Here’s a reminder, as if one were needed, that Ross Brawn didn’t just win seven world championships with Michael Schumacher by accident.
It seems that two wins from pole position aren’t enough to make arguably the most respected engineer and race strategist in Formula One rest on his laurels.
In fact, Brawn thinks that Jenson Button should still be able to raise his game if the team is to capitalise on its excellent start to the season and put itself in contention for a fairytale world championship win.
And he’s been so impressed by the 29-year-old Brit’s recent driving that he’s beginning to regret not signing him for Ferrari in 2004.
Manchester-born Brawn told the Daily Telegraph in Kuala Lumpur: “He is such a smooth driver it is incredible.
“I think the car is hopefully going to get better over the next few months and he is going to naturally improve because he is hugely talented and two years of beating your head against the wall takes it out of anyone.
“Now you can see he is revelling in it and he is driving very well. I’ve been very impressed. He is working very diligently with the engineers and has been kind of revitalised. That is understandable, if you have got some equipment you can use.”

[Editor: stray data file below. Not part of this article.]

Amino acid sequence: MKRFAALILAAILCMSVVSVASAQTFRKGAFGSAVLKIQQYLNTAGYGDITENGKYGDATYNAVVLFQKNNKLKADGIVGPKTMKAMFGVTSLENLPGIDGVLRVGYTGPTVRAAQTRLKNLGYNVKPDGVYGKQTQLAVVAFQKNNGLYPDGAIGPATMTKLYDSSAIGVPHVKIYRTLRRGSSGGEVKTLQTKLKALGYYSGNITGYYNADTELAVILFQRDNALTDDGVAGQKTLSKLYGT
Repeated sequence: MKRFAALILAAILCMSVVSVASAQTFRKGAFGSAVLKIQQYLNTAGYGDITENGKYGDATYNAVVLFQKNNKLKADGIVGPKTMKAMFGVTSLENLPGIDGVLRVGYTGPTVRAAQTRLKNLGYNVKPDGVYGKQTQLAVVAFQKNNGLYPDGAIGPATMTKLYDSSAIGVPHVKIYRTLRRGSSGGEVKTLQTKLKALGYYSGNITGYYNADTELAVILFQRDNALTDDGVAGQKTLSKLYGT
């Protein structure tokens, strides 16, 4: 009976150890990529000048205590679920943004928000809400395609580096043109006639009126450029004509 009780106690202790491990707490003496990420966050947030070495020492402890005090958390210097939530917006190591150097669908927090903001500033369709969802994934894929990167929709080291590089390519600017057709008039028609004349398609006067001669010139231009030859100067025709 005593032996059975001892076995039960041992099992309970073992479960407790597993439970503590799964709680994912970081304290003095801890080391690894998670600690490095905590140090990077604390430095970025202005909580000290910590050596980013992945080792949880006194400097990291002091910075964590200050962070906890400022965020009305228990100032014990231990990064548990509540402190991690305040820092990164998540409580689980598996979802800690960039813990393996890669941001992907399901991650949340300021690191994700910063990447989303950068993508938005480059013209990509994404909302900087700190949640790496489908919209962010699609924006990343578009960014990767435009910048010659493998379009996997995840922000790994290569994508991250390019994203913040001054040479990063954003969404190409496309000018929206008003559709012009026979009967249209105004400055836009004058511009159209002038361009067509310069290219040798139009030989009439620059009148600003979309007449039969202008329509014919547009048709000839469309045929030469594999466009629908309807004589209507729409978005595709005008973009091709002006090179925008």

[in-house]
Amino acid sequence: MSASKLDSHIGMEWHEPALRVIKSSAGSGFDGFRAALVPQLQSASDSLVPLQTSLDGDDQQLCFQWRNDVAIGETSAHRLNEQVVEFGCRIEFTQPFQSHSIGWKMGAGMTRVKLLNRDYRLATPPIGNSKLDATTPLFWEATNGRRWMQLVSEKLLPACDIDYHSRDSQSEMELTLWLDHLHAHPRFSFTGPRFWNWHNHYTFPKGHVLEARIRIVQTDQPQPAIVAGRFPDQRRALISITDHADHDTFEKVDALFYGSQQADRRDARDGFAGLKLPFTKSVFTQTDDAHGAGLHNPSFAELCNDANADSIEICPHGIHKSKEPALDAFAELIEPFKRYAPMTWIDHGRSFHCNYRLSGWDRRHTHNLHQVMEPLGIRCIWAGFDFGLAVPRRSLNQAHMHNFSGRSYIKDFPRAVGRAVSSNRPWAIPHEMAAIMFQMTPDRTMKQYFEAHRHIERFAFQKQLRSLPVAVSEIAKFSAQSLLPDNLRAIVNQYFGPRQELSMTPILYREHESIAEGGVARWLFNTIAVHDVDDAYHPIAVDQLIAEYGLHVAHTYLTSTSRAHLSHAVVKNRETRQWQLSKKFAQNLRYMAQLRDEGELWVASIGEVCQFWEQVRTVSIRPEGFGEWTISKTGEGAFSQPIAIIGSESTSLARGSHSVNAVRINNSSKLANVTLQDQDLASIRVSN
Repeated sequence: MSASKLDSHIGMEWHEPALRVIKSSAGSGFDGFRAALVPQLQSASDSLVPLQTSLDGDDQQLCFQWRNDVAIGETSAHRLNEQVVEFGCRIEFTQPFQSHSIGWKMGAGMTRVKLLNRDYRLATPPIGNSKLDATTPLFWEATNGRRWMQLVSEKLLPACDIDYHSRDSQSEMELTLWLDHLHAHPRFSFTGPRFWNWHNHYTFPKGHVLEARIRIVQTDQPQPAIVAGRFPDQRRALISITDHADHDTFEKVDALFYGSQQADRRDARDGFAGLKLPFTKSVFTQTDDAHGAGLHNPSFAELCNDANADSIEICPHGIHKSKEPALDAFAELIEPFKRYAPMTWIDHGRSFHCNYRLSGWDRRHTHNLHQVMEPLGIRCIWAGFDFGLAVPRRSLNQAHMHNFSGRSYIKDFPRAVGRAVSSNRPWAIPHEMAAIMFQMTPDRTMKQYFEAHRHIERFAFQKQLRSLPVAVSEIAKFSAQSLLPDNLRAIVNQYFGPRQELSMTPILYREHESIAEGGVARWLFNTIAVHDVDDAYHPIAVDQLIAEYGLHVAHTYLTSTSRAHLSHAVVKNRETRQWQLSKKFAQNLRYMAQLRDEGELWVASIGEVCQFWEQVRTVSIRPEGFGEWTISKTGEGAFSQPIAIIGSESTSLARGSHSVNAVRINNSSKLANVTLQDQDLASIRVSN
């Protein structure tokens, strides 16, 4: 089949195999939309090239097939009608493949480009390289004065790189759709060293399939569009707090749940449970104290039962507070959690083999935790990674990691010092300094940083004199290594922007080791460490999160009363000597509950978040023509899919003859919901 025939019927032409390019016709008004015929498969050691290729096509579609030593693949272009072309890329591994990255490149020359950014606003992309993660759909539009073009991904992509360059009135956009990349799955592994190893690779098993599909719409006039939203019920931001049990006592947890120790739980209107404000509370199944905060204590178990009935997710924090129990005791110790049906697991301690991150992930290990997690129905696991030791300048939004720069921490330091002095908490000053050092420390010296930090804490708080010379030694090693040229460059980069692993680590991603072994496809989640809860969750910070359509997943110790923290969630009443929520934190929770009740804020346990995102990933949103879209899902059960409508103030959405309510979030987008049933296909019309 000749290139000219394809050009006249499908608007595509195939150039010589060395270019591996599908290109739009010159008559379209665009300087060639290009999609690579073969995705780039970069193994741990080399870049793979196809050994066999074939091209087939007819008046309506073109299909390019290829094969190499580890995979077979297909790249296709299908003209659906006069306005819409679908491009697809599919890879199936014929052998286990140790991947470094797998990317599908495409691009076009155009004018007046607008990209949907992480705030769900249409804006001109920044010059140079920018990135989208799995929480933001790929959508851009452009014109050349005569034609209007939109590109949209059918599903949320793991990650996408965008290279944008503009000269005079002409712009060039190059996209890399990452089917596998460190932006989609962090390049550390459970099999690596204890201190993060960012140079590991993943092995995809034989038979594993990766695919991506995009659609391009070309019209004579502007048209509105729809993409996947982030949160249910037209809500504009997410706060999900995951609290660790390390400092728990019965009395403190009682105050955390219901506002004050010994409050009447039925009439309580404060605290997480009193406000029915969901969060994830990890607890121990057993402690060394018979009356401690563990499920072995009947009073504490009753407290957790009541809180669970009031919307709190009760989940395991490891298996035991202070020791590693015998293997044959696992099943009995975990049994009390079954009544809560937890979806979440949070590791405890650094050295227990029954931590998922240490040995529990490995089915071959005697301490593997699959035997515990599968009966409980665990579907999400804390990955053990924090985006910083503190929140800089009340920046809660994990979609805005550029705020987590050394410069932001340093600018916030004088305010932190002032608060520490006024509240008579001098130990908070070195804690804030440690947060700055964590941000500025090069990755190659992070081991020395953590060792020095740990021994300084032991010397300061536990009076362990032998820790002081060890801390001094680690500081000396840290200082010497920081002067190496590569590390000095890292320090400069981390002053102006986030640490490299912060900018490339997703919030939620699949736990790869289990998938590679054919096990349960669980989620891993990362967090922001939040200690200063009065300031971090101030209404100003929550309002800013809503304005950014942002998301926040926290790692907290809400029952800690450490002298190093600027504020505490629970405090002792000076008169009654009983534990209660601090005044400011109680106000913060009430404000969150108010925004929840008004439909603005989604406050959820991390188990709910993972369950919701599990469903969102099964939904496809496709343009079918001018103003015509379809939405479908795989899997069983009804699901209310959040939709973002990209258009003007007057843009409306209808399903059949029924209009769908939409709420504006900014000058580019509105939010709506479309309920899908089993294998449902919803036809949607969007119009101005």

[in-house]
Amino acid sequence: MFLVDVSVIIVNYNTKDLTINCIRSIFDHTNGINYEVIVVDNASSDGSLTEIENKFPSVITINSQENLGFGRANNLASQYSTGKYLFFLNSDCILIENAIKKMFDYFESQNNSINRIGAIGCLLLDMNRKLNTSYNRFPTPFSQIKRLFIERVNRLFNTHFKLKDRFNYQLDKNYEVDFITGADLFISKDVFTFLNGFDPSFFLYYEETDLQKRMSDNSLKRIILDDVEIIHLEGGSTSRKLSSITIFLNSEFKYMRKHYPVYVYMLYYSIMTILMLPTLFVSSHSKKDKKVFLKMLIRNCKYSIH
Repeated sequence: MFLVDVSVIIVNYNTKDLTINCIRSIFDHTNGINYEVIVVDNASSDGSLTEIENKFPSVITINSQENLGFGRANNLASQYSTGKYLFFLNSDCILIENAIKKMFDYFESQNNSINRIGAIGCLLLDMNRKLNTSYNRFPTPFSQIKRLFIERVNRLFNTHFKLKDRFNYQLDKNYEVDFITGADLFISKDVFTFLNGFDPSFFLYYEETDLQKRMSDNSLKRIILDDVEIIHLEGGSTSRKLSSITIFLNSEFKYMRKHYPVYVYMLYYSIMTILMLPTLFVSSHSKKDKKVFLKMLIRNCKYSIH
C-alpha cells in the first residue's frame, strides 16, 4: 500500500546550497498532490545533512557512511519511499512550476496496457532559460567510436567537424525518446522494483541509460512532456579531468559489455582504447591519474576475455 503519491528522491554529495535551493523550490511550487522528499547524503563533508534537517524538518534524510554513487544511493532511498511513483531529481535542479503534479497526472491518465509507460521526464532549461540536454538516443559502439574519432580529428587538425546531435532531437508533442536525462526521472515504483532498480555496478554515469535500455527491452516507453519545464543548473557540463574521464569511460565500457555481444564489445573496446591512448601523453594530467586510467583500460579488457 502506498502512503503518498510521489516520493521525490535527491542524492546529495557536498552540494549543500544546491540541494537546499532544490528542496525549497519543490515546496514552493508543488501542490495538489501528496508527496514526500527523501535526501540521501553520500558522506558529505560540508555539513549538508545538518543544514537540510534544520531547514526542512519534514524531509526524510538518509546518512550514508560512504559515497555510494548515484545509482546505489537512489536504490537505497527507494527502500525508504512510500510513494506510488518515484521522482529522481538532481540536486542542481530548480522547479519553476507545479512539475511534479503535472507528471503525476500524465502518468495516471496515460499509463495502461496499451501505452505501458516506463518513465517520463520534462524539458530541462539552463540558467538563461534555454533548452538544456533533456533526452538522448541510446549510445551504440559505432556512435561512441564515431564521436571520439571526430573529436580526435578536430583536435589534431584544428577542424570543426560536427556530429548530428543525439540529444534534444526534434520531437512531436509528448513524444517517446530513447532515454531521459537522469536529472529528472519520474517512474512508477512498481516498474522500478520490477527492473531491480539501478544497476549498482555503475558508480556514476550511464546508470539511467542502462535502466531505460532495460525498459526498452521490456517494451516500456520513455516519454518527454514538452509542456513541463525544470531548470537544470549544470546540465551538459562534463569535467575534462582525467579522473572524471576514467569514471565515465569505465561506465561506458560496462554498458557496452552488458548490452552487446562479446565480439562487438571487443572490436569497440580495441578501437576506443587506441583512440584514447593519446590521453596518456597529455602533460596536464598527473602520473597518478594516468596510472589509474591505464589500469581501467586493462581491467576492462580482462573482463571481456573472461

When asked if he regretted passing up the opportunity to work with Button sooner, he said: “That might have been a mistake. It’s just so difficult to judge people.
“I mean, Jenson is a pretty low-profile guy in many ways. He doesn’t bang his own drum and he gets on with things discreetly and quietly. It’s a bit like his driving style, very smooth and very controlled so I am very happy.”
The article also reveals Button’s nickname for Brawn is Big Bear. In a week when Ferrari engineer Rob Smedley was publicly heard referring to his charge Felipe Massa as ‘baby’ we say: enough with the sharing already.
Button may come to regret this statement as there are overtones to this nickname that he almost certainly wasn’t taking into account at the point when he uttered the phrase.
It seems Formula One is not the square-jawed, flinty-eyed environment we imagined. Certainly not at Ferrari, anyway. What on earth happened to Italian machismo?
It’s almost enough to make you wish the radio transmissions were private again…